Living Lands & Waters To Announce New Quad-Cities Project March 18
Since national hero Chad Pregracke founded East Moline-based Living Lands & Waters in 1998, the nonprofit has worked on removing trash from 24 rivers in 21 states. With the help of more than 115,000 volunteers, it’s removed 10.5 million pounds of debris from U.S. waterways.
On Thursday, March 18, Pregracke will announce formation of a major new effort in the Quad-Cities, Bison Bridge Foundation, and the 90-minute event will be livestreamed from The Rust Belt in East Moline.
Starting at 6:30 p.m. March 18, tune in live at https://bisonbridge.org/live-stream, where he and his team will discuss a historic new project plan for the region. There is no information currently on the new Bison Bridge website.
“It’s less of a Living Lands project and more of a Chad project – Living Lands is helping launch it,” Leah Cafarelli, director of marketing and program coordinator for LL&W, said Friday. “It will be a separate foundation — just going to bring a lot of positive changes for the Quad-Cities.
“It’s a project Chad’s had in his head for decades and been in the works for years,” she said. “There’s been a lot of planning behind it, it’s backed by a lot of work. He’s thinking it will put the Quad-Cities on the map, help people move to the Quad-Cities and not away. We can’t say
what it is.”
After seeing garbage litter the Mississippi River, a 17-year-old Pregracke started making calls to government agencies to notify them of the problem, assuming someone would take care of it. Year after year passed by and the problem only worsened. In 1997, Chad decided that if no one else was going to clean up the river, he would.
In 1998, at the age of 23, Pregracke founded Living Lands & Waters. Today, the organization has grown to include a full staff and fleet of equipment. The crew averages nine states a year along the Mississippi, Illinois and Ohio rivers, as well as many of their tributaries. Pregracke expanded the mission of the organization to include Student Educational Workshops, The Million Trees Project, Adopt-a-River Mile, Invasive Species Removal and The Great Mississippi River Cleanup.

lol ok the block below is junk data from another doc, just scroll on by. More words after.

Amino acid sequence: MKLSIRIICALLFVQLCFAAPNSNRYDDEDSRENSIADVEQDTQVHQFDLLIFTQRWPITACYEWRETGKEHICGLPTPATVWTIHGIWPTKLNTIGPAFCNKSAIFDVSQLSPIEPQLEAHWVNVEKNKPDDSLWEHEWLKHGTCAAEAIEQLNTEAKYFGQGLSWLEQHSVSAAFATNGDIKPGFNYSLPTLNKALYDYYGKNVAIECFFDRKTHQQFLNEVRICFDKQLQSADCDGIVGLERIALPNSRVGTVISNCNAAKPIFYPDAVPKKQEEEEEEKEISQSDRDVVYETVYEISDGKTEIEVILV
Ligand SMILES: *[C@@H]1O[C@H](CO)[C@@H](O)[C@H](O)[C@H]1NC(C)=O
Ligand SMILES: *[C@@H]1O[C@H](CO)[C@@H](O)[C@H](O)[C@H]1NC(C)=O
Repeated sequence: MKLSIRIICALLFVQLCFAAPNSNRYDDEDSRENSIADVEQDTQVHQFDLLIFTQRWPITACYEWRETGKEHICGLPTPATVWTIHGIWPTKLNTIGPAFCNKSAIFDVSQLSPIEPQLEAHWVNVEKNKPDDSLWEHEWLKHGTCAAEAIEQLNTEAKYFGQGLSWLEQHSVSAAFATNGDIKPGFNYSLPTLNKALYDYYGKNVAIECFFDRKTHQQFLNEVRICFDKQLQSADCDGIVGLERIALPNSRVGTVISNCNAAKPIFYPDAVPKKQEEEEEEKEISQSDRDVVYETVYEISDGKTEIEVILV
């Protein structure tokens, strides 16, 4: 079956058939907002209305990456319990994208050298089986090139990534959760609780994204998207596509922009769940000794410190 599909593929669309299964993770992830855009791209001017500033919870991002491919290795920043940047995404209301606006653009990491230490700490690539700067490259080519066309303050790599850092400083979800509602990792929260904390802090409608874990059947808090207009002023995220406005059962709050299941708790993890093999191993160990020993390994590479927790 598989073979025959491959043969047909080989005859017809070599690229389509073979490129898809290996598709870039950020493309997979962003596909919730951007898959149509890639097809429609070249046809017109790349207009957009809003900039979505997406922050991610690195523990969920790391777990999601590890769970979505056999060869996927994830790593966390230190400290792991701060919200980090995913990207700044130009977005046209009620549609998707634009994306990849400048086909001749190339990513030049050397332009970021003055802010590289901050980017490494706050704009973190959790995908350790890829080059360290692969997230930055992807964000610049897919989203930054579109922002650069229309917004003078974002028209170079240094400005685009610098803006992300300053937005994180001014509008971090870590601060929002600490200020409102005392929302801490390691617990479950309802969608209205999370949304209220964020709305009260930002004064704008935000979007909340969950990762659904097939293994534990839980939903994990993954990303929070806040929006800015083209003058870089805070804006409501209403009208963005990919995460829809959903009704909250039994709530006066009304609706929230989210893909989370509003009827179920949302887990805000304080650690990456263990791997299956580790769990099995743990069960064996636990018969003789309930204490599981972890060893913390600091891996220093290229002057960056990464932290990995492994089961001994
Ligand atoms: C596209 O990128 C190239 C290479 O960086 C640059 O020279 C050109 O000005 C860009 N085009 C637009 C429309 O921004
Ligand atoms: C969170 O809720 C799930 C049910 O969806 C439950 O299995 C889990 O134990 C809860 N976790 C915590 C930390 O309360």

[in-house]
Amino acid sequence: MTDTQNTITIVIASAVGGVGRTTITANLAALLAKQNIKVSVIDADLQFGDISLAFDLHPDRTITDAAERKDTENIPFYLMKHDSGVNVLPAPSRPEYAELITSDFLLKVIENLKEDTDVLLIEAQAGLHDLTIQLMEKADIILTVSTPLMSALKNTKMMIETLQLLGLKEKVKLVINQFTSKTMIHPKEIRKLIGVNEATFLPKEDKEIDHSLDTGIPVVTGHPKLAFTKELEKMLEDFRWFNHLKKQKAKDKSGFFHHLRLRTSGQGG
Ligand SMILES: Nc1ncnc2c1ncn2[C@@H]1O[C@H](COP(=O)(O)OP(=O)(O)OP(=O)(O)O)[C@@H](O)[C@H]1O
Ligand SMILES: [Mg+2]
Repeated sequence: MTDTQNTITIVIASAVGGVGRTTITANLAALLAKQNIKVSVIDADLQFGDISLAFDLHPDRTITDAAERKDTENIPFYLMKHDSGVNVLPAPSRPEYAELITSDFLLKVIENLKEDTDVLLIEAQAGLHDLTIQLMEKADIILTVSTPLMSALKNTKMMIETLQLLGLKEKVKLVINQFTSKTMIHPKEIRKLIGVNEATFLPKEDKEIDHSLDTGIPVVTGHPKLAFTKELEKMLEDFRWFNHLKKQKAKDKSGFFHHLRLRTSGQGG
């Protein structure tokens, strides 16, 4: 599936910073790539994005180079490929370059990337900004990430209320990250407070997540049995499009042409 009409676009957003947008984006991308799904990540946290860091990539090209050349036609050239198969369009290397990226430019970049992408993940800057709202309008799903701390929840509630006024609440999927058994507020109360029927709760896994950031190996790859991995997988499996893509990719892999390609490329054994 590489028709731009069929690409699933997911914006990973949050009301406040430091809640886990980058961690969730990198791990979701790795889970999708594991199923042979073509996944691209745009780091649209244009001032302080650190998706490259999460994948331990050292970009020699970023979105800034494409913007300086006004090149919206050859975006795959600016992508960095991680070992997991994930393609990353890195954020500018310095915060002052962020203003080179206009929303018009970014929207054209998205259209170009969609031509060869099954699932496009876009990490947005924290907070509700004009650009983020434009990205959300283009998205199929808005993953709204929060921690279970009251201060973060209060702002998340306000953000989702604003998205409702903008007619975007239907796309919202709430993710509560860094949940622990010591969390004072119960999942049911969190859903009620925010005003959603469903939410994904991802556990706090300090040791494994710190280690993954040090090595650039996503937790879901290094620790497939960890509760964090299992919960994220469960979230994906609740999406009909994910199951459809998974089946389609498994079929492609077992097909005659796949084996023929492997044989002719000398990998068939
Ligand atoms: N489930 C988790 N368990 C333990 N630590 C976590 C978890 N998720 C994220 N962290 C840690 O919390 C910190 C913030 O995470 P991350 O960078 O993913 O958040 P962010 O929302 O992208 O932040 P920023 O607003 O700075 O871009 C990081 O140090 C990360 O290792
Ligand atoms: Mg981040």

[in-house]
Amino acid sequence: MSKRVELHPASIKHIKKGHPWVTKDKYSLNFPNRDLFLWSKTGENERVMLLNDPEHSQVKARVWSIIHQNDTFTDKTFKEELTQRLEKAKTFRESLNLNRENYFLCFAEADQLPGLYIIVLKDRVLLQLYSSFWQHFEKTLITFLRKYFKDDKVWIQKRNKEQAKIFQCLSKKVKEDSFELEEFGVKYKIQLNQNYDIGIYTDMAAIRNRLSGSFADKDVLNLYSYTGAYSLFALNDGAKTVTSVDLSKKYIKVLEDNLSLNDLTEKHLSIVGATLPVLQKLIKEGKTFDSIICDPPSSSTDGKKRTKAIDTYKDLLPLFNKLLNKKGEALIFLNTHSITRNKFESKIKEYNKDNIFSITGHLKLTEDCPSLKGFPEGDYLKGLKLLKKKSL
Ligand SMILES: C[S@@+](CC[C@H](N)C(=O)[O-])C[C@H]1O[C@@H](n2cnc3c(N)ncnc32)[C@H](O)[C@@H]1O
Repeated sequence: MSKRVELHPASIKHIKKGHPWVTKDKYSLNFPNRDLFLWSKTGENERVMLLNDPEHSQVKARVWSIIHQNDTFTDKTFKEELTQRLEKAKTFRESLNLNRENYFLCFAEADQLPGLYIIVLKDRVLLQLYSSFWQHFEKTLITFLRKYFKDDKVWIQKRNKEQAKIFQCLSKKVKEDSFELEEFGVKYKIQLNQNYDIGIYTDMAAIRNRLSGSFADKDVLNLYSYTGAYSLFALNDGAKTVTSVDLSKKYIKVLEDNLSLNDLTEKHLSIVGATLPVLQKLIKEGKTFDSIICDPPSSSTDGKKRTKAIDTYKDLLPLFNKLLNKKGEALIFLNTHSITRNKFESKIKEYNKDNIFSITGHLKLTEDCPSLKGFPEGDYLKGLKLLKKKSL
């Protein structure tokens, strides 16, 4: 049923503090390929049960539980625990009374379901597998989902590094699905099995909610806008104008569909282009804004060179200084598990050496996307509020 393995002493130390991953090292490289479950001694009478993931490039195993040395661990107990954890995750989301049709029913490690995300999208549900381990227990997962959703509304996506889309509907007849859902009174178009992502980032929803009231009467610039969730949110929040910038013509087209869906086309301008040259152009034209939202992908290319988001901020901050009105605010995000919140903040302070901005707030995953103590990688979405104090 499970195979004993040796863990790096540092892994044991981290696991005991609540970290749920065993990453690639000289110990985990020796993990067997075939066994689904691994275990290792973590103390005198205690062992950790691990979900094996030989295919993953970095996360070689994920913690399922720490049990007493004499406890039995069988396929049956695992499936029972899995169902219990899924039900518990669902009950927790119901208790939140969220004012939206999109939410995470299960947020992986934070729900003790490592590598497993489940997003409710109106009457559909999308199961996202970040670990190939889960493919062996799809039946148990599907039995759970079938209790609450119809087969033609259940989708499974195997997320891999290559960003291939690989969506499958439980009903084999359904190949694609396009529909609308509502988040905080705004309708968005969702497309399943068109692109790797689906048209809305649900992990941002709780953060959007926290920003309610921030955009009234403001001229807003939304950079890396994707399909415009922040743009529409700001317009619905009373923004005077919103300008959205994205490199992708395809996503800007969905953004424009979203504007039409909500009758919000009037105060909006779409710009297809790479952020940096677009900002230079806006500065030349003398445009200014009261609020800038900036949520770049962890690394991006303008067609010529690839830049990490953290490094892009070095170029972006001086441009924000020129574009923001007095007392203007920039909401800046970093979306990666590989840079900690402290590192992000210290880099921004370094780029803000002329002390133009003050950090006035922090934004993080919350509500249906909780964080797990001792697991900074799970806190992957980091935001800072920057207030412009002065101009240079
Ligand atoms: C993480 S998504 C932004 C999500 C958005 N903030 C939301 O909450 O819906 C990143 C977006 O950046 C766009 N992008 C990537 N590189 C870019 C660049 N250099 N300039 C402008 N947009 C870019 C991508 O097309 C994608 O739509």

His charisma, nonstop work ethic and natural leadership abilities have garnered him an abundance of awards and honors over the years. Most notably, Pregracke was the recipient of the Jefferson Award for Public Service (America’s version of the Nobel Prize) in June 2002. He accepted this award in the U.S. Supreme Court in Washington, D.C. with other award recipients including Bill and Melinda Gates.
In 2013, he was named CNN’s Hero of the Year, and Pregracke is also the author of “From the Bottom Up: One Man’s Crusade to Clean America’s Rivers” (2007).
Since the organization was founded, Living Lands & Waters has grown to be the only “industrial strength” river cleanup organization like it in the world.
Spending up to nine months a year living and traveling on the barge, the LL&W crew hosts river cleanups, watershed conservation initiatives,
workshops, tree plantings, and other key conservation efforts.
The group’s fleet includes five barges, two towboats, six workboats, two skid steers, an excavator, five work trucks and a crane.
To date, LL&W crews and volunteers have removed the following so far:
- Bags of garbage — 133,909
- Tires — 90,956
- 55-gallon barrels — 10,426
- Refrigerators — 891
- Cars — 25.5
- 5-gallon buckets — 7,231
- Milk crates — 1,480.5
- Styrofoam — over 510,000 square feet
- Messages in bottles – 95
- Coolers – 922
- Televisions – 415
- Bowling balls — 120
- Computers – 139
- Gas cans – 635
- Patio chairs — 394.5
- Mannequin parts – 17
Baby dolls – 747
- Barbecue grills – 175
- Boats – 123
- Balls — 24,654
- Stoves – 194
- Pianos – 4
- Propane tanks — 910
- Clown shoes — 2
- Toilets – 132
- Shopping carts – 67
- Lawn mowers – 59
- Prosthetic limbs — 13
- Bicycles – 132
- John Deere combines – 1
Working to make a difference